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The Supreme Court throws out a Trump-era ban on gun bump stocks; a look at how social media algorithms and Shakespearian villains have in common; and states receive federal funding to clean up legacy mine pollution.

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The Supreme Court for now protects access to abortion drug mifepristone, while Senate Republicans block a bill protecting access to in-vitro fertilization. Wisconsin's Supreme Court bans mobile voting sites, and colleges deal with funding cuts as legislatures target diversity programs.

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As summer nears, America's newest and largest international dark sky sanctuary beckons, rural job growth is up, but full recovery remains elusive, rural Americans living in prison towns support a transition, while birth control is more readily available in rural areas.

Poll: Expense Tops Coloradans' Health-Care Concerns

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Wednesday, September 1, 2021   

DENVER - Coloradans increasingly are concerned about rising health-care costs, according to a new poll. It found many Colorado families are struggling to pay bills even if they have insurance, and that cost burdens disproportionately are affecting communities of color.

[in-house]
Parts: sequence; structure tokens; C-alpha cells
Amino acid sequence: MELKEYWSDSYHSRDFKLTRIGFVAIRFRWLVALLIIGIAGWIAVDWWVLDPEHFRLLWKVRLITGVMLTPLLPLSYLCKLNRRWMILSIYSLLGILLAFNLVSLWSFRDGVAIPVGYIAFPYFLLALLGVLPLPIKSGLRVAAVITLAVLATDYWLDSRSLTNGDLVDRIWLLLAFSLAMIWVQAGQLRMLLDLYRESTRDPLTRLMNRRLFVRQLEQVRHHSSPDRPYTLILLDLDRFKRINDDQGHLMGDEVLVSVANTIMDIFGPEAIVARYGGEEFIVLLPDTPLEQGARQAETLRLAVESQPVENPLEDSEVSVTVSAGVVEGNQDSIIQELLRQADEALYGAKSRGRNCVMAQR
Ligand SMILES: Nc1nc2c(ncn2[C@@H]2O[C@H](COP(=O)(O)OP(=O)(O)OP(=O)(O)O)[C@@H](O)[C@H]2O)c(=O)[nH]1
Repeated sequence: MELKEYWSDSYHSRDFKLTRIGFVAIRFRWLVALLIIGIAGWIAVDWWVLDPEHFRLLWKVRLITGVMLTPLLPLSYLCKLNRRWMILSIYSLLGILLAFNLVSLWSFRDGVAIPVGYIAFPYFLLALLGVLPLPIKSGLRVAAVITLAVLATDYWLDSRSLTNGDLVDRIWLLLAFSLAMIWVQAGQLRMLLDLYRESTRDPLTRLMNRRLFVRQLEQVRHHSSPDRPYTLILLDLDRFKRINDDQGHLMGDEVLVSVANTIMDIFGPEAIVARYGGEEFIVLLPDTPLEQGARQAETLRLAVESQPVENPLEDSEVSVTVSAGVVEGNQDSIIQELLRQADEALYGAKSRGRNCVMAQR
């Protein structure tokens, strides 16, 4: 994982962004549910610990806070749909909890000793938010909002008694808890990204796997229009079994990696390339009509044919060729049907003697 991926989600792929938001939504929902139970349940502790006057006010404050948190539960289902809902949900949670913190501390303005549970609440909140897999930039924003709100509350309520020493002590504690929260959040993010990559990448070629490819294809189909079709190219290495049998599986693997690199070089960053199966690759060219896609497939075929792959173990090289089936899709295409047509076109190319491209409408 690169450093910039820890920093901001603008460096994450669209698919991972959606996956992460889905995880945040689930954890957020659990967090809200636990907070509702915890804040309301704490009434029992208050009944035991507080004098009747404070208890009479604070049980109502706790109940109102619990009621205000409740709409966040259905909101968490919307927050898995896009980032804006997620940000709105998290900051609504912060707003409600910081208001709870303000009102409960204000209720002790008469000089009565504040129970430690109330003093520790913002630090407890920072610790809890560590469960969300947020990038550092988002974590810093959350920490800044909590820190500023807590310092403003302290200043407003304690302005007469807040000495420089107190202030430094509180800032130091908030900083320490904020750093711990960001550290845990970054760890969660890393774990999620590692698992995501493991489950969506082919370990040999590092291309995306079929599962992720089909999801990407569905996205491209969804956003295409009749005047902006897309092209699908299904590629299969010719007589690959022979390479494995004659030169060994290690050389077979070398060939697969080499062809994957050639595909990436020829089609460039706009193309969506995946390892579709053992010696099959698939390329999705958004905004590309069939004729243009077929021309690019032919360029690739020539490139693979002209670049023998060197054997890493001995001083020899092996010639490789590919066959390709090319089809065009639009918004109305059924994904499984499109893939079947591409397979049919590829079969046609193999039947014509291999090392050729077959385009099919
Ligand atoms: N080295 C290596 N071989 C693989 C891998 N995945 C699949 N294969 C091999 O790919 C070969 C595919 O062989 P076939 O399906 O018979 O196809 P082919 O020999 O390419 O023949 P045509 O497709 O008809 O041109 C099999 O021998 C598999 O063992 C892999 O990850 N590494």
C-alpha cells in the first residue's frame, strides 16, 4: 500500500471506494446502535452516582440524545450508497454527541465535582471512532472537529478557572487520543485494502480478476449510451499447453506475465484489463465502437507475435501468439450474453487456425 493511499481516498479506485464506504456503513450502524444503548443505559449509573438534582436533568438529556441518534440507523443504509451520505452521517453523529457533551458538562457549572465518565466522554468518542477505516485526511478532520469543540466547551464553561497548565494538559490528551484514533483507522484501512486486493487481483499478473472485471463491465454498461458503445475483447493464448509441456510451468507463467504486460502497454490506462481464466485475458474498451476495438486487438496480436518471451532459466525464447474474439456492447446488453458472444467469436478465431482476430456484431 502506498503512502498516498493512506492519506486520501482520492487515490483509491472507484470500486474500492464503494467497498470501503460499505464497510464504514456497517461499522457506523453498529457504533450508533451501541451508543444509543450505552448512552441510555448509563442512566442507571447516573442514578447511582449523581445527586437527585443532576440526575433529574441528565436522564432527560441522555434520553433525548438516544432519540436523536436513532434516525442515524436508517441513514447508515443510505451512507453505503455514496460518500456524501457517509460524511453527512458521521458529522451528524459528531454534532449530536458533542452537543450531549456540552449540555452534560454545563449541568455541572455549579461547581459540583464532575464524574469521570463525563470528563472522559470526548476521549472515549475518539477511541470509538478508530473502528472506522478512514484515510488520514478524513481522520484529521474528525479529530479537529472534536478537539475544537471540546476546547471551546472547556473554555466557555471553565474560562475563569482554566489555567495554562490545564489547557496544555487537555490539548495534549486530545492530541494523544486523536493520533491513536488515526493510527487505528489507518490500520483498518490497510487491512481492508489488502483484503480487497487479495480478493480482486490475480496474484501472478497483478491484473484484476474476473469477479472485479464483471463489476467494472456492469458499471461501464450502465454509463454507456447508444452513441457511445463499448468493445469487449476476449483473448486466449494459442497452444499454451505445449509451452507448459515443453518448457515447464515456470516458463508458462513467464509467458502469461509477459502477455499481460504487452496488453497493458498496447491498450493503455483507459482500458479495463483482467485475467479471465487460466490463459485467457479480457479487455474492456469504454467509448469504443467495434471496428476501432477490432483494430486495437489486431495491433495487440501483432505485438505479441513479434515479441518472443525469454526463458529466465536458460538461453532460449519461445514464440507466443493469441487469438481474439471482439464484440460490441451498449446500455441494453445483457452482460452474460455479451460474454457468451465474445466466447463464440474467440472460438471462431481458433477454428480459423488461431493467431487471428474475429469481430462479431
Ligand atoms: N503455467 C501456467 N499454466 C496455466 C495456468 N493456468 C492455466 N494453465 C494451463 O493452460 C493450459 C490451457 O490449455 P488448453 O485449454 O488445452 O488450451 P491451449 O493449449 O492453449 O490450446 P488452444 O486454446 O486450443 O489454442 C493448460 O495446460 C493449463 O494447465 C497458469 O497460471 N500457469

When pollsters asked what word comes to mind when they think of health care, said Chris Keating, president of Keating Research, the group that produced the survey for the group Consumers for Quality Care, most respondents said, "Expensive."

"One in four Coloradans currently have an unpaid or overdue medical bill that they are struggling to pay off," he said. "It's a burden. Among Latinos in Colorado, nearly half say they have an unpaid medical bill."

Seventy-five percent of the Colorado voters surveyed agreed that the cost of health care seems to rise each year, with out-of-pocket costs - such as deductibles, premiums and copays - major barriers to accessing care. Across party lines, a majority also supports recent state legislation designed to rein in rising costs. The Colorado Standard Health Benefit Plan Act would create a public health-insurance option if the industry fails to meet cost-reduction targets.

The polling, also done in other states, showed that the pandemic has had a significant impact on how voters view the nation's health-care system. Jim Manley, a board member at Consumers for Quality Care, said polls in the last year indicated more than eight in 10 Americans believe COVID-19 has exposed flaws in the health-care system.

"Obviously, the pandemic is driving a lot of health-care-related issues," he said, "but I think it's pretty clear that especially in the wake of the COVID pandemic, voters want to make sure that their insurance is affordable and protects them, especially if they have preexisting conditions."

Manley said voters nationally were more concerned with health-care costs than costs related to child care, higher education, housing and retirement. National polls also showed strong support for elected officials to keep insurance deductibles low enough so they don't get in the way of receiving quality care. Nine out of 10 polled Colorado voters agreed.


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